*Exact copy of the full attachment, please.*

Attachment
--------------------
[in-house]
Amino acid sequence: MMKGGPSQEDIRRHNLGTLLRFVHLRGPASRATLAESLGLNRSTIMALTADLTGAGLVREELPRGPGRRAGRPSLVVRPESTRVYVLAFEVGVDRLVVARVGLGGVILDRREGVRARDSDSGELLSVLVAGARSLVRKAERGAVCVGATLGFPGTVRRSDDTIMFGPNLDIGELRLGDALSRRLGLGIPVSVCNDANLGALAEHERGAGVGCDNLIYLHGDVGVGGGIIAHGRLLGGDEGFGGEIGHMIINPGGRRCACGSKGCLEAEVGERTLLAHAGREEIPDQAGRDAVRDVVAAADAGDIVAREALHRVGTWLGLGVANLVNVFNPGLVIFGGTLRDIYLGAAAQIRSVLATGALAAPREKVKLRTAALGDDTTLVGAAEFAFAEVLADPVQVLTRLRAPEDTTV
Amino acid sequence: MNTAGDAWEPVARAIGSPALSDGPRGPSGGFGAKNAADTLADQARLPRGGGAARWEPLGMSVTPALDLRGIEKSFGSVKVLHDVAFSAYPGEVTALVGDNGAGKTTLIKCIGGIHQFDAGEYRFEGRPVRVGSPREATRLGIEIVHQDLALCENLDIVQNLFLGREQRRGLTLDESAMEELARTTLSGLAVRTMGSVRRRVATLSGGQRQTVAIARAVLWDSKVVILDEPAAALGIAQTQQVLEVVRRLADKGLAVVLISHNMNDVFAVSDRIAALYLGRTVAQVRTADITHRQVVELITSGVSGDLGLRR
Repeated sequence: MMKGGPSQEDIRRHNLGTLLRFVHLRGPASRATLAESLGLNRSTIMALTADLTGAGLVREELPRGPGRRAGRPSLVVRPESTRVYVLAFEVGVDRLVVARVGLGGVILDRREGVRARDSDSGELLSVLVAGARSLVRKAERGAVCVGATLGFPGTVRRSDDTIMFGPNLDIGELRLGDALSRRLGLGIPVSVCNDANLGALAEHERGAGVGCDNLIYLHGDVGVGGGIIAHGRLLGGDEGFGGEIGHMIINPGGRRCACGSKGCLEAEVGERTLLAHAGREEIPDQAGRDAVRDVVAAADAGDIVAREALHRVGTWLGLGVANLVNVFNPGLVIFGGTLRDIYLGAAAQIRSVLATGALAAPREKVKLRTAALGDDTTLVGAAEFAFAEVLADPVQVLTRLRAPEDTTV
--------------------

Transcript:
[in-house]
Amino acid sequence: MMKGGPSQEDIRRHNLGTLLRFVHLRGPASRATLAESLGLNRSTIMALTADLTGAGLVREELPRGPGRRAGRPSLVVRPESTRVYVLAFEVGVDRLVVARVGLGGVILDRREGVRARDSDSGELLSVLVAGARSLVRKAERGAVCVGATLGFPGTVRRSDDTIMFGPNLDIGELRLGDALSRRLGLGIPVSVCNDANLGALAEHERGAGVGCDNLIYLHGDVGVGGGIIAHGRLLGGDEGFGGEIGHMIINPGGRRCACGSKGCLEAEVGERTLLAHAGREEIPDQAGRDAVRDVVAAADAGDIVAREALHRVGTWLGLGVANLVNVFNPGLVIFGGTLRDIYLGAAAQIRSVLATGALAAPREKVKLRTAALGDDTTLVGAAEFAFAEVLADPVQVLTRLRAPEDTTV
Amino acid sequence: MNTAGDAWEPVARAIGSPALSDGPRGPSGGFGAKNAADTLADQARLPRGGGAARWEPLGMSVTPALDLRGIEKSFGSVKVLHDVAFSAYPGEVTALVGDNGAGKTTLIKCIGGIHQFDAGEYRFEGRPVRVGSPREATRLGIEIVHQDLALCENLDIVQNLFLGREQRRGLTLDESAMEELARTTLSGLAVRTMGSVRRRVATLSGGQRQTVAIARAVLWDSKVVILDEPAAALGIAQTQQVLEVVRRLADKGLAVVLISHNMNDVFAVSDRIAALYLGRTVAQVRTADITHRQVVELITSGVSGDLGLRR
Repeated sequence: MMKGGPSQEDIRRHNLGTLLRFVHLRGPASRATLAESLGLNRSTIMALTADLTGAGLVREELPRGPGRRAGRPSLVVRPESTRVYVLAFEVGVDRLVVARVGLGGVILDRREGVRARDSDSGELLSVLVAGARSLVRKAERGAVCVGATLGFPGTVRRSDDTIMFGPNLDIGELRLGDALSRRLGLGIPVSVCNDANLGALAEHERGAGVGCDNLIYLHGDVGVGGGIIAHGRLLGGDEGFGGEIGHMIINPGGRRCACGSKGCLEAEVGERTLLAHAGREEIPDQAGRDAVRDVVAAADAGDIVAREALHRVGTWLGLGVANLVNVFNPGLVIFGGTLRDIYLGAAAQIRSVLATGALAAPREKVKLRTAALGDDTTLVGAAEFAFAEVLADPVQVLTRLRAPEDTTV